This paradigm shift is important for a couple of different reasons. One, we know that inflammatory wounds do not heal. It is really important to control inflammation before we create a surgical wound so that we can ensure good surgical outcomes. Second, we know that simply removing affected or potentially affected tissue will not prevent new lesions from developing. Preventing new HS lesions from forming is one of the goals of medical treatments. For all these reasons, it's important that patients are optimized on medical treatments before, during, and after their surgical procedures.

A third important take‑home point that has come to the forefront over the last several years, is that the tunnel in HS should really be understood as the first sign of disease progression. When we observe tunnels in our patients, we should have a low threshold for aggressive management with medical, and eventually surgical, therapies to prevent tissue destruction that could potentially alter the course of this disease.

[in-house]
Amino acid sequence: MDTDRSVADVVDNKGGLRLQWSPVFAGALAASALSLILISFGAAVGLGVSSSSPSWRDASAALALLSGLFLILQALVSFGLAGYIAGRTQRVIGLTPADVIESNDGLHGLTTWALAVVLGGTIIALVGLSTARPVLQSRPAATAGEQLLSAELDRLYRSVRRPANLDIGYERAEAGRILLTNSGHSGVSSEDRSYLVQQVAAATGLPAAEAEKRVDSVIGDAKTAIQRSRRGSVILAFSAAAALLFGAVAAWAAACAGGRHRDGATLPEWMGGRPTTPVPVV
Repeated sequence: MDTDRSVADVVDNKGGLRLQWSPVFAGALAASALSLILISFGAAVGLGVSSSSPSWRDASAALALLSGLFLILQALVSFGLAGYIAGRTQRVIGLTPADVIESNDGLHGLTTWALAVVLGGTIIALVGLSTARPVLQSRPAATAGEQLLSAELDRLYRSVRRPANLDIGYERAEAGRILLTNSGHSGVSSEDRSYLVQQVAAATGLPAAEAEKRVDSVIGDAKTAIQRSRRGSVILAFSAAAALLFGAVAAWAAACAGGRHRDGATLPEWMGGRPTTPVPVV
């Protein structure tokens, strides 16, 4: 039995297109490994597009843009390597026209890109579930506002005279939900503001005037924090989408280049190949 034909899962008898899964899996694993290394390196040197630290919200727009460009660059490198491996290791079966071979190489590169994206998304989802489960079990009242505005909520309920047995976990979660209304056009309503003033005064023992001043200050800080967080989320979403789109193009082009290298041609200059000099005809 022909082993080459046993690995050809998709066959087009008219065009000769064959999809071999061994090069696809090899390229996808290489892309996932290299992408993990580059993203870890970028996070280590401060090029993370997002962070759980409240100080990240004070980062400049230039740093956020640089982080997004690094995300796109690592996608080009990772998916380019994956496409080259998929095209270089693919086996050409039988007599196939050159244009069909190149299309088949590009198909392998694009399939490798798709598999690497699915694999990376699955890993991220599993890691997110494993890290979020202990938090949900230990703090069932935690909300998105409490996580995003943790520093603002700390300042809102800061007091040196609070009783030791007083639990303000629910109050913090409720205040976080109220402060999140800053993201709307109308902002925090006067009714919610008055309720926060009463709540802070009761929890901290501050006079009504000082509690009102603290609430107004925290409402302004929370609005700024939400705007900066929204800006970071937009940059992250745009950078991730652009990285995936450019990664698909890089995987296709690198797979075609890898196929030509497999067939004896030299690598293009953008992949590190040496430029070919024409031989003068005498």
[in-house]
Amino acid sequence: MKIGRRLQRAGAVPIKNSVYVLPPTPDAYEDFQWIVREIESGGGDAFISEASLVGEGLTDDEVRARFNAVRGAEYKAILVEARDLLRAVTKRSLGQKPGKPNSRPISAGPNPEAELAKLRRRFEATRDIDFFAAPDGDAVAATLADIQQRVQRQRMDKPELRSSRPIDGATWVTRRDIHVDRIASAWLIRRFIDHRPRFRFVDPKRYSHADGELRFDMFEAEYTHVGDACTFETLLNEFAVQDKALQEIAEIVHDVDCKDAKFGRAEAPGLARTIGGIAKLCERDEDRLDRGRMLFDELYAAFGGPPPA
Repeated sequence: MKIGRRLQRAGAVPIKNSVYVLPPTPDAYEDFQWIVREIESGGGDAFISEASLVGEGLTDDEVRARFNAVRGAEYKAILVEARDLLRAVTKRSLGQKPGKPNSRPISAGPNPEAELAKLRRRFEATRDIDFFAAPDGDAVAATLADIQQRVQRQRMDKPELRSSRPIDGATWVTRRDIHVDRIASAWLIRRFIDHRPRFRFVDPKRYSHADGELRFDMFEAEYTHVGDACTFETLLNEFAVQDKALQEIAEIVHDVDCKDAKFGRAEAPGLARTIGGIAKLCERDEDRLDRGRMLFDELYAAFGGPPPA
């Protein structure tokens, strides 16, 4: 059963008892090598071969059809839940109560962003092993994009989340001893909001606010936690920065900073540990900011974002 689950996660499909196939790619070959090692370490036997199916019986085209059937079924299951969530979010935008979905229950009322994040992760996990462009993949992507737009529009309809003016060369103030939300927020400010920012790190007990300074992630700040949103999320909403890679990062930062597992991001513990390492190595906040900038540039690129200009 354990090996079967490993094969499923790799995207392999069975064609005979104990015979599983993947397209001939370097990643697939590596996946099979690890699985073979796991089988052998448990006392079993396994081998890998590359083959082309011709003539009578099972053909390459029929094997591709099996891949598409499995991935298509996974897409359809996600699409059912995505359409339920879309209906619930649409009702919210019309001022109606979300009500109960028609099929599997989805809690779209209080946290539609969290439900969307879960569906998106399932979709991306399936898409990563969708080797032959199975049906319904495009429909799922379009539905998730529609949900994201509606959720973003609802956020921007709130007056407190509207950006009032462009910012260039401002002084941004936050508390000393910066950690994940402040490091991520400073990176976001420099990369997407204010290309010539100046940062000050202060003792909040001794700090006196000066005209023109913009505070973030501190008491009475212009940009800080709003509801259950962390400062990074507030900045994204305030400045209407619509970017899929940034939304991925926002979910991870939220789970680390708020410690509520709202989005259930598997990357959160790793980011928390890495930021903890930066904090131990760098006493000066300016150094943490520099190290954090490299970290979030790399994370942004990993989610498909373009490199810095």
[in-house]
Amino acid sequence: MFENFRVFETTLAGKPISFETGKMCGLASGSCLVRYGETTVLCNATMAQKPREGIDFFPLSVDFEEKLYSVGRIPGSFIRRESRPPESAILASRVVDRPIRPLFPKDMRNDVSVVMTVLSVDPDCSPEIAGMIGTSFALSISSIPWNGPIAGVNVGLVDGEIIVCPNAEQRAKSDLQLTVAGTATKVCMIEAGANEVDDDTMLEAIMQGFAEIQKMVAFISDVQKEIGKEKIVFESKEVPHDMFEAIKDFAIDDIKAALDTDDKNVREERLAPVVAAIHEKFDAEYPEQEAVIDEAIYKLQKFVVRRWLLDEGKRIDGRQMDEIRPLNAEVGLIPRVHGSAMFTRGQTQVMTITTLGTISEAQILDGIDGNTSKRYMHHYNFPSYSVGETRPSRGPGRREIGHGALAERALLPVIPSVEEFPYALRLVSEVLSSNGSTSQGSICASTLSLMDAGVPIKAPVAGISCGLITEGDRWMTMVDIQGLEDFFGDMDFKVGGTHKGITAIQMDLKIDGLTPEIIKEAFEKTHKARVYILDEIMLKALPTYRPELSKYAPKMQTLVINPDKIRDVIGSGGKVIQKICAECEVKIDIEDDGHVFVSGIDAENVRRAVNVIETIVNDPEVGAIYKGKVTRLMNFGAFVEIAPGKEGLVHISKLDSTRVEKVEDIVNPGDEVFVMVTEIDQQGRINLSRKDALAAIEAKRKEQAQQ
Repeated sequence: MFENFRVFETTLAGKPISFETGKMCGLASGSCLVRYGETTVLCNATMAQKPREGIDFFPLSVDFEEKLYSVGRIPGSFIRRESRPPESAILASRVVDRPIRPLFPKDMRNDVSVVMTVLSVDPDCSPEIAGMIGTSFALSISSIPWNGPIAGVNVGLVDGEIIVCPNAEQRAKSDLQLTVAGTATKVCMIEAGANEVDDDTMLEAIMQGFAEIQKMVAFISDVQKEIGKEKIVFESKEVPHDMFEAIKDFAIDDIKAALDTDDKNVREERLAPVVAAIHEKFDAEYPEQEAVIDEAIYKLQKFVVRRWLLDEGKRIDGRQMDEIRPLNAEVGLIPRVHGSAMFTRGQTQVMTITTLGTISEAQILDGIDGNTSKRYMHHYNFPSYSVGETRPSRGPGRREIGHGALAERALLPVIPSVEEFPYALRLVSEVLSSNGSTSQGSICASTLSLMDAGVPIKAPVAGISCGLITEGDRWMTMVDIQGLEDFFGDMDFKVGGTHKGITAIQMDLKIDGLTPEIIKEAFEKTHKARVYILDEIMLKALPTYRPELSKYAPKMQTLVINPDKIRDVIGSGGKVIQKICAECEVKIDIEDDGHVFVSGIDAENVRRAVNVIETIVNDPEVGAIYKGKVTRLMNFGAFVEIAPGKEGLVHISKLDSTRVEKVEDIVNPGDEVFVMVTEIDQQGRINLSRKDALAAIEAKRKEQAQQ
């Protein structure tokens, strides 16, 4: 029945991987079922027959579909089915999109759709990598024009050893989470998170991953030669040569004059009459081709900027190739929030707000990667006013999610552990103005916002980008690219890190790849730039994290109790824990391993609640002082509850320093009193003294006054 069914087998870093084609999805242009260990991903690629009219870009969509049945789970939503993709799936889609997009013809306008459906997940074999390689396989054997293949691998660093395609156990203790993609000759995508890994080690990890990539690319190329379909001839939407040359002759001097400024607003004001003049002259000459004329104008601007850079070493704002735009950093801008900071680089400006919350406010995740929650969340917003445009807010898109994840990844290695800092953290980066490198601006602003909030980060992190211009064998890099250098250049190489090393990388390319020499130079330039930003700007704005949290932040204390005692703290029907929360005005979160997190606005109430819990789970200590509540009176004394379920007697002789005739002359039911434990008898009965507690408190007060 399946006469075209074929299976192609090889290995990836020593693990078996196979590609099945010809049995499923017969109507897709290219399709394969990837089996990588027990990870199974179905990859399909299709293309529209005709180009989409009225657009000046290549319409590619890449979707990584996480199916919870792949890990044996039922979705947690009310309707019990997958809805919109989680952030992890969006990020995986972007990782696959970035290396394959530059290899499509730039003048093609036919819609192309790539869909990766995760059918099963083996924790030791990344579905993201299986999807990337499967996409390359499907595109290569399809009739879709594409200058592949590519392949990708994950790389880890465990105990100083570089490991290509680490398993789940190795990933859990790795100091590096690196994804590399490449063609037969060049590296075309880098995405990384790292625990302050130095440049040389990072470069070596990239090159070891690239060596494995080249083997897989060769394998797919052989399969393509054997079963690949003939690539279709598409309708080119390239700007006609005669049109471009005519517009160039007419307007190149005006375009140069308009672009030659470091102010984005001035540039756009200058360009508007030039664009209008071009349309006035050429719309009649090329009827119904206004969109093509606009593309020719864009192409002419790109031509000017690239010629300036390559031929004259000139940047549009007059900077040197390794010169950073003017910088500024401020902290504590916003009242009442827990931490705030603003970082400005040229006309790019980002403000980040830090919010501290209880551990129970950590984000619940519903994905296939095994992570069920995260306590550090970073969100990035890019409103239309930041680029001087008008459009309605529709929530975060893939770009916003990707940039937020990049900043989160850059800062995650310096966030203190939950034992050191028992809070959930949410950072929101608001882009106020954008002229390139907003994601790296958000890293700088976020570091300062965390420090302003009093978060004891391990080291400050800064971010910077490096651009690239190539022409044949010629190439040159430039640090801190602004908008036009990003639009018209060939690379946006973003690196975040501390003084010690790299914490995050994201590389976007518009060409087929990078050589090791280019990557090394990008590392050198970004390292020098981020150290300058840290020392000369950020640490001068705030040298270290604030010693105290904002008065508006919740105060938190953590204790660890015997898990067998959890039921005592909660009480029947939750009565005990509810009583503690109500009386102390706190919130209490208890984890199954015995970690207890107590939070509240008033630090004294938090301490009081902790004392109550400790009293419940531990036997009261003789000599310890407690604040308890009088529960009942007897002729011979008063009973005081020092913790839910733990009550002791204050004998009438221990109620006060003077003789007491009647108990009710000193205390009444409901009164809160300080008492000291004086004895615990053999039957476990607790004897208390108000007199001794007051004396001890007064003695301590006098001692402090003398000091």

The final takeaway I’d like to share is that there are a lot of new therapies on the horizon for HS. The future of this disease and our ability to successfully manage it and help patients lead healthy, productive, pain‑free lives is bright.

References

  1. Shukla N, Paul M, Halley M, et al. Identifying barriers to care and research in hidradenitis suppurativa: findings from a patient engagement event. Br J Dermatol. 2020;182(6):1490-1492. doi:10.1111/bjd.18818
     
  2. Lyons AB, Peacock A, McKenzie SA, et al. Evaluation of Hidradenitis Suppurativa Disease Course During Pregnancy and Postpartum. JAMA Dermatol. 2020;156(6):681-685. doi:10.1001/jamadermatol.2020.0777
     
  3. Lowe MM, Naik HB, Clancy S, et al. Immunopathogenesis of hidradenitis suppurativa and response to anti-TNF-α therapy. JCI Insight. Published online October 2, 2020;5(19):e139932. doi:10.1172/jci.insight.139932